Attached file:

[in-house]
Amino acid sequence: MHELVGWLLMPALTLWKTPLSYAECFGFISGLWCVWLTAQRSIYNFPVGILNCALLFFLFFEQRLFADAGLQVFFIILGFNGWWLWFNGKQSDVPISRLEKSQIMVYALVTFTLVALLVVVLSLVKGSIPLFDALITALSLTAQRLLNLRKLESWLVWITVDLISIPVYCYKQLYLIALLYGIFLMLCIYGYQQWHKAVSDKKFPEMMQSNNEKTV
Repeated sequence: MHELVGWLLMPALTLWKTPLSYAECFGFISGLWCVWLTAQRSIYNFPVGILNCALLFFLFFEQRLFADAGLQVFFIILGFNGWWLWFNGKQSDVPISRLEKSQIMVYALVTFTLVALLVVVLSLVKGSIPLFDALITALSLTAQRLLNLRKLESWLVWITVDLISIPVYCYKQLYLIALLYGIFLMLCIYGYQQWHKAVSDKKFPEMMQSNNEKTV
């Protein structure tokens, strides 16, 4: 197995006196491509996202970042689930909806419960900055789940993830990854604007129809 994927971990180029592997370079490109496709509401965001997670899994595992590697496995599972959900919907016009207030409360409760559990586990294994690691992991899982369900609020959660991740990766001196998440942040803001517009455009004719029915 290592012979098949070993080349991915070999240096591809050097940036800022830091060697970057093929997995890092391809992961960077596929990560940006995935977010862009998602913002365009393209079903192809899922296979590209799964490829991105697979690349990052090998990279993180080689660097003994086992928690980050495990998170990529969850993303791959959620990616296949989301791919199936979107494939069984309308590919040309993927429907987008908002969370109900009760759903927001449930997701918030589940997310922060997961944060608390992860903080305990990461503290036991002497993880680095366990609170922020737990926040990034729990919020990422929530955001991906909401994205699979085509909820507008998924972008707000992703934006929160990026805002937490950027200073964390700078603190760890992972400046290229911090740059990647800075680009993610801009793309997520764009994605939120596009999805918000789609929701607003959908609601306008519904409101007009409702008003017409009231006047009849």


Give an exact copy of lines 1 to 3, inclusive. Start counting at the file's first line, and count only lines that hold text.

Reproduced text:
[in-house]
Amino acid sequence: MHELVGWLLMPALTLWKTPLSYAECFGFISGLWCVWLTAQRSIYNFPVGILNCALLFFLFFEQRLFADAGLQVFFIILGFNGWWLWFNGKQSDVPISRLEKSQIMVYALVTFTLVALLVVVLSLVKGSIPLFDALITALSLTAQRLLNLRKLESWLVWITVDLISIPVYCYKQLYLIALLYGIFLMLCIYGYQQWHKAVSDKKFPEMMQSNNEKTV
Repeated sequence: MHELVGWLLMPALTLWKTPLSYAECFGFISGLWCVWLTAQRSIYNFPVGILNCALLFFLFFEQRLFADAGLQVFFIILGFNGWWLWFNGKQSDVPISRLEKSQIMVYALVTFTLVALLVVVLSLVKGSIPLFDALITALSLTAQRLLNLRKLESWLVWITVDLISIPVYCYKQLYLIALLYGIFLMLCIYGYQQWHKAVSDKKFPEMMQSNNEKTV